Concerning Russia and Iranian forces in Syria, Lund said that he would not go as far as saying they control the country, but they obviously are very influential. “Assad is not just a pawn you can move around at will.”

The Syrian regime is “a creaky old machine that is probably pretty hard to run even for Assad, never mind for an outsider,” he explained. And to some extent, he added, “Russia and Iran will also end up balancing each other out in so far as they disagree, which leaves Assad with more room for independent maneuver[ing] between them.”

“Israel is seeking a closer relationship to Russia over Syria,” said Lund. “That, of course, comes with its own strings attached.”

Turkey has become an ‘Islamic Guard’

Meanwhile, in northern Syria, Turkey’s offensive into the Afrin region along the Turkish-Syrian border to drive out Kurdish groups has become bogged down over the last several weeks. At the same time, the Turkish operation has created strained relations with the United States, which has worked alongside Kurds in Syria in their operations against the Islamic State in the northern and eastern parts of the country, adding yet another layer of complexity to the Syrian conflict.

Dr. Kamal Sido, a Syrian Kurd who works at the Middle East desk for the Society for Threatened Peoples, a German human rights NGO, told JNS that if the West and United States allow Turkey to continue attacking and weakening the Kurds in Syria, this will strengthen Iran and the radical Islamists.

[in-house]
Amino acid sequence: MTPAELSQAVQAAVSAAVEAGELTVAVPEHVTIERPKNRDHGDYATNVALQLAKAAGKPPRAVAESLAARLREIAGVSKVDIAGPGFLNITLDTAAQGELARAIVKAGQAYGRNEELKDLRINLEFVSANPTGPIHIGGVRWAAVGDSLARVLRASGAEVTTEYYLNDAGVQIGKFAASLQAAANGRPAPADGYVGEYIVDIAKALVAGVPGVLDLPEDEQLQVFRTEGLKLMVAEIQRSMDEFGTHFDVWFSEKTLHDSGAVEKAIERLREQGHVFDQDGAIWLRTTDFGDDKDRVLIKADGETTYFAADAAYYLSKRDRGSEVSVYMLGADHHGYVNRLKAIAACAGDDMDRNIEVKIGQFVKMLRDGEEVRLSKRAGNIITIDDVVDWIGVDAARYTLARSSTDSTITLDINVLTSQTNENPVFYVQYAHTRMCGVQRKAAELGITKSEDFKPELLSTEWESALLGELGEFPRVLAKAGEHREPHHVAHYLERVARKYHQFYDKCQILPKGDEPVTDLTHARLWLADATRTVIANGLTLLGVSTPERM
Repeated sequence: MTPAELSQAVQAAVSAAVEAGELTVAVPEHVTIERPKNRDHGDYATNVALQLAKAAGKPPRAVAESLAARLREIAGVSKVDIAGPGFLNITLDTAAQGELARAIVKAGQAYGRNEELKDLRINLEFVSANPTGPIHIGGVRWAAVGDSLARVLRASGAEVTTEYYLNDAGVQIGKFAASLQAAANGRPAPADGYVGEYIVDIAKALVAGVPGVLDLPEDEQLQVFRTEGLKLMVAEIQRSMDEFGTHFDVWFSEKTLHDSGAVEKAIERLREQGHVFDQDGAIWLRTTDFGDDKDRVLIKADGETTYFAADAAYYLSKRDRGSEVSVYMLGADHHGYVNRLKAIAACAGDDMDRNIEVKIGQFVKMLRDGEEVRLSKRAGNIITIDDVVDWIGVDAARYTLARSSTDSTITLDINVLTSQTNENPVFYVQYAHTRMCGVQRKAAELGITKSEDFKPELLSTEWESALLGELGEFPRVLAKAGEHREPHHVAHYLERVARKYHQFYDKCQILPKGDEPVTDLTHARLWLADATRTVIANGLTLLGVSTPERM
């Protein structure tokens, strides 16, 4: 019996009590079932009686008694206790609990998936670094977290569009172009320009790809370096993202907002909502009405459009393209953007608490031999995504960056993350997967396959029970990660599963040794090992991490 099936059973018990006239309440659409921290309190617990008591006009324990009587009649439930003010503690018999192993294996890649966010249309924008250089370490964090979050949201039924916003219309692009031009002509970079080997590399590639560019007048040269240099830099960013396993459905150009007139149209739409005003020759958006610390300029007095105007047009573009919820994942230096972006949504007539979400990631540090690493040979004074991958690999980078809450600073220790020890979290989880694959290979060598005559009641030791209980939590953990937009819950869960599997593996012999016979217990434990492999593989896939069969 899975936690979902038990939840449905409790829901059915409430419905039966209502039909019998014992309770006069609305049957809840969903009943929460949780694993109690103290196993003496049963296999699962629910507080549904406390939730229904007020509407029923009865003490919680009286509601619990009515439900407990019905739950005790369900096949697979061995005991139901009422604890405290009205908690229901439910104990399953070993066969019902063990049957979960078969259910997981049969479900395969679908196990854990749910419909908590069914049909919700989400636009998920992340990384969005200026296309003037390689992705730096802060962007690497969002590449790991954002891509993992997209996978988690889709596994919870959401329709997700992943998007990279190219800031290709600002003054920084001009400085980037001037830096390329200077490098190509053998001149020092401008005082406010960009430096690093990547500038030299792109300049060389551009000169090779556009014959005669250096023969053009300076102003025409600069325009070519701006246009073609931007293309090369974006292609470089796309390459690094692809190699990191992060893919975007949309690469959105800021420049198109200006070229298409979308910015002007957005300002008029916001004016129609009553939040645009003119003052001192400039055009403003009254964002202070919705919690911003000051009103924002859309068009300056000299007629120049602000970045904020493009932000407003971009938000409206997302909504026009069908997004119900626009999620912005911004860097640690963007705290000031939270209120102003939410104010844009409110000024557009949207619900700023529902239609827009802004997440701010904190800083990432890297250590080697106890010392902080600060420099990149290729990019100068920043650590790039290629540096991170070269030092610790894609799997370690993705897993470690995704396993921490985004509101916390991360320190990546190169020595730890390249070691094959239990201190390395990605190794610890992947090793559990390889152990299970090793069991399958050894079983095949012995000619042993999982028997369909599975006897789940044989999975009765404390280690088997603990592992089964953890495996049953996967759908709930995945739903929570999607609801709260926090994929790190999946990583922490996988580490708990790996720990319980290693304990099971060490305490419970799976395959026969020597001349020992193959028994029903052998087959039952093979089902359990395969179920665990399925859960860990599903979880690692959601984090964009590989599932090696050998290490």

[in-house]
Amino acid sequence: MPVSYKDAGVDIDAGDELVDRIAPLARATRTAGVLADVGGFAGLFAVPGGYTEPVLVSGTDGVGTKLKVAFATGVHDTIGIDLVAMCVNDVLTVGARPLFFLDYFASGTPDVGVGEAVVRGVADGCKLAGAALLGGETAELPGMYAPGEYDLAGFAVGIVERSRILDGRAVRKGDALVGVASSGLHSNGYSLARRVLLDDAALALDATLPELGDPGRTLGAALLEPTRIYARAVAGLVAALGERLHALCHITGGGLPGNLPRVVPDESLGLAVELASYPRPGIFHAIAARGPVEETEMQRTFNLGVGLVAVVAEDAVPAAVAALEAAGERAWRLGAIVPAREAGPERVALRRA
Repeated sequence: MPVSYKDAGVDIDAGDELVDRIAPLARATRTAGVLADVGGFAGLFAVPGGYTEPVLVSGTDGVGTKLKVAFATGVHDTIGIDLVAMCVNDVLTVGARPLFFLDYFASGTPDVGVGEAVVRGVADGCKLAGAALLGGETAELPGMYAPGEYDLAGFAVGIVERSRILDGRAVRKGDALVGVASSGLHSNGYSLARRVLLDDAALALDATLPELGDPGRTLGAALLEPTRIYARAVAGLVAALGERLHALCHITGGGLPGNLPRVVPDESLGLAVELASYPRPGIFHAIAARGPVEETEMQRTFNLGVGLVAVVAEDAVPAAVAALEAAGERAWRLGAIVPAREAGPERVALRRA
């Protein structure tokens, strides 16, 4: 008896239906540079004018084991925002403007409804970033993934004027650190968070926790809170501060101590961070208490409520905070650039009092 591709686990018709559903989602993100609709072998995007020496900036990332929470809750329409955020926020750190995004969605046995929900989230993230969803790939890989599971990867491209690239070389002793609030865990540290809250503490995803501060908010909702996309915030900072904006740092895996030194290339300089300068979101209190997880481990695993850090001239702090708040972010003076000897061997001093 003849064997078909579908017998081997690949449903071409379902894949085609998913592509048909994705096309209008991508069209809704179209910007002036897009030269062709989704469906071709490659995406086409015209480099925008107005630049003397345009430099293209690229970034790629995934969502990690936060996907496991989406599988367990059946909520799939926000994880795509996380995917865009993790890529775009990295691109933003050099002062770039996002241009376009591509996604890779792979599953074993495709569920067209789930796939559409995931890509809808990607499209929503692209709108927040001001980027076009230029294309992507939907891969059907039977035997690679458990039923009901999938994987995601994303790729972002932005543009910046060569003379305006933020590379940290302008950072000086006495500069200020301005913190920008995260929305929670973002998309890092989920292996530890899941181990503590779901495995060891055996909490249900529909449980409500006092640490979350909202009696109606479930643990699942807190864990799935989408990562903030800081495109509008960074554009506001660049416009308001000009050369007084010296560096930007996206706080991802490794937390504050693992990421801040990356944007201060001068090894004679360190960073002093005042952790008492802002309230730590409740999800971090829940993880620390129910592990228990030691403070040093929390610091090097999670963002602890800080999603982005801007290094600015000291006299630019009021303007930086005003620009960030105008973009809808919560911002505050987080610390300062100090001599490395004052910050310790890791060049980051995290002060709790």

“The Turkish army has in fact become an Islamic guard. This army is anti-Western and anti-Israel; the West must wake up,” he asserted.

Moving forward, Sido called on the United States and other Western countries “to put an end to the Turkish army’s attacks against the civilian population in my homeland, the Kurdish region of Afrin.”

He explained that “for weeks, peaceful villages in Afrin have been under attack from all sides by Turkish heavy artillery, missile launchers and tanks—and by Syrian Islamist militias that are supported by the Turkish government.”

At the same time, Lund believes that there appears to be an agreement between Turkey and Russia more or less, with some opining that Turkey’s President Recep Tayyip Erdogan is improvising. “His forces are taking their time, but they are eating their way through Kurdish defenses,” he said.

“Turkey will likely overpower the Kurdish YPG militia eventually unless Assad radically escalates his support to the Kurds or, this is the wild card, Russia steps in with a solution of some sort,” he added.

However, Lund noted that Russia is in a tricky situation since it wants to retain cooperation with Turkey, but is unhappy about the risk of clashes between Damascus and Ankara.

“A Moscow solution could be one that allows Assad to take over the Kurdish areas, reining in the Kurds and letting Turkey direct its fury elsewhere,” said Lund, “perhaps against those Kurdish areas that are under American influence further east.”